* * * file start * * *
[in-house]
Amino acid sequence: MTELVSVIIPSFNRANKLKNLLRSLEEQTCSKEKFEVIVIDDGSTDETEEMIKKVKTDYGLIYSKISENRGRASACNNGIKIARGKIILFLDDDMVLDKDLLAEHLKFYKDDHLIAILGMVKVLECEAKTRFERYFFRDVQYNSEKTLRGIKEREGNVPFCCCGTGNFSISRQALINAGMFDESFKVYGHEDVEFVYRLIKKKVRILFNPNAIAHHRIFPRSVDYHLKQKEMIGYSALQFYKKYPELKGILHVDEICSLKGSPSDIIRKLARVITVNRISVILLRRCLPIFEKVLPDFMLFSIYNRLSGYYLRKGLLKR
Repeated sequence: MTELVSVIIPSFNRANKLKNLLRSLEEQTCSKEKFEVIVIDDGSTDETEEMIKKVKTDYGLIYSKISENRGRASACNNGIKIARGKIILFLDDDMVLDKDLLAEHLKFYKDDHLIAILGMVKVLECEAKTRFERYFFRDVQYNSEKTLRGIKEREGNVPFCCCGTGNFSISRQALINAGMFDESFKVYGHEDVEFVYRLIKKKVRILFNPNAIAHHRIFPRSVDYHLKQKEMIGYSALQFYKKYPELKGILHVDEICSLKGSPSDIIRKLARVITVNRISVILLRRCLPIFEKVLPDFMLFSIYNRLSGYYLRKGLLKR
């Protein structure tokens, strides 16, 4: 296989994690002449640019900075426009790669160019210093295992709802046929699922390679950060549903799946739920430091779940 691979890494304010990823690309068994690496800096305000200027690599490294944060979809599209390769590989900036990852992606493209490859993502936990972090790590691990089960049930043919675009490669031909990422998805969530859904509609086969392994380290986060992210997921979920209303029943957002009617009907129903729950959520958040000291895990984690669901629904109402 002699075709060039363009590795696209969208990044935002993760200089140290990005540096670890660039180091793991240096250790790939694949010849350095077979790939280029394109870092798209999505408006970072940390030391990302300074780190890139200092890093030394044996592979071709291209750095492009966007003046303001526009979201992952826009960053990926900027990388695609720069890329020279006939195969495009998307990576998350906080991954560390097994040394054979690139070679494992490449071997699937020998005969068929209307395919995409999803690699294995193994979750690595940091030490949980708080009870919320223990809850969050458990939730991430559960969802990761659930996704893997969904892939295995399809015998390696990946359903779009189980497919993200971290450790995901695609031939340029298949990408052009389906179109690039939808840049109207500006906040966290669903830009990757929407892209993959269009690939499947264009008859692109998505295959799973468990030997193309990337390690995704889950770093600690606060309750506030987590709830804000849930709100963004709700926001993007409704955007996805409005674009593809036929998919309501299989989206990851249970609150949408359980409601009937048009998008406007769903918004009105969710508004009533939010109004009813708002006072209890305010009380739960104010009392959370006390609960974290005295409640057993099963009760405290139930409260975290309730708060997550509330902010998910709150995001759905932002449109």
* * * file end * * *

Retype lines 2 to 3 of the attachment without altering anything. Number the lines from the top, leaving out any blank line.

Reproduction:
Amino acid sequence: MTELVSVIIPSFNRANKLKNLLRSLEEQTCSKEKFEVIVIDDGSTDETEEMIKKVKTDYGLIYSKISENRGRASACNNGIKIARGKIILFLDDDMVLDKDLLAEHLKFYKDDHLIAILGMVKVLECEAKTRFERYFFRDVQYNSEKTLRGIKEREGNVPFCCCGTGNFSISRQALINAGMFDESFKVYGHEDVEFVYRLIKKKVRILFNPNAIAHHRIFPRSVDYHLKQKEMIGYSALQFYKKYPELKGILHVDEICSLKGSPSDIIRKLARVITVNRISVILLRRCLPIFEKVLPDFMLFSIYNRLSGYYLRKGLLKR
Repeated sequence: MTELVSVIIPSFNRANKLKNLLRSLEEQTCSKEKFEVIVIDDGSTDETEEMIKKVKTDYGLIYSKISENRGRASACNNGIKIARGKIILFLDDDMVLDKDLLAEHLKFYKDDHLIAILGMVKVLECEAKTRFERYFFRDVQYNSEKTLRGIKEREGNVPFCCCGTGNFSISRQALINAGMFDESFKVYGHEDVEFVYRLIKKKVRILFNPNAIAHHRIFPRSVDYHLKQKEMIGYSALQFYKKYPELKGILHVDEICSLKGSPSDIIRKLARVITVNRISVILLRRCLPIFEKVLPDFMLFSIYNRLSGYYLRKGLLKR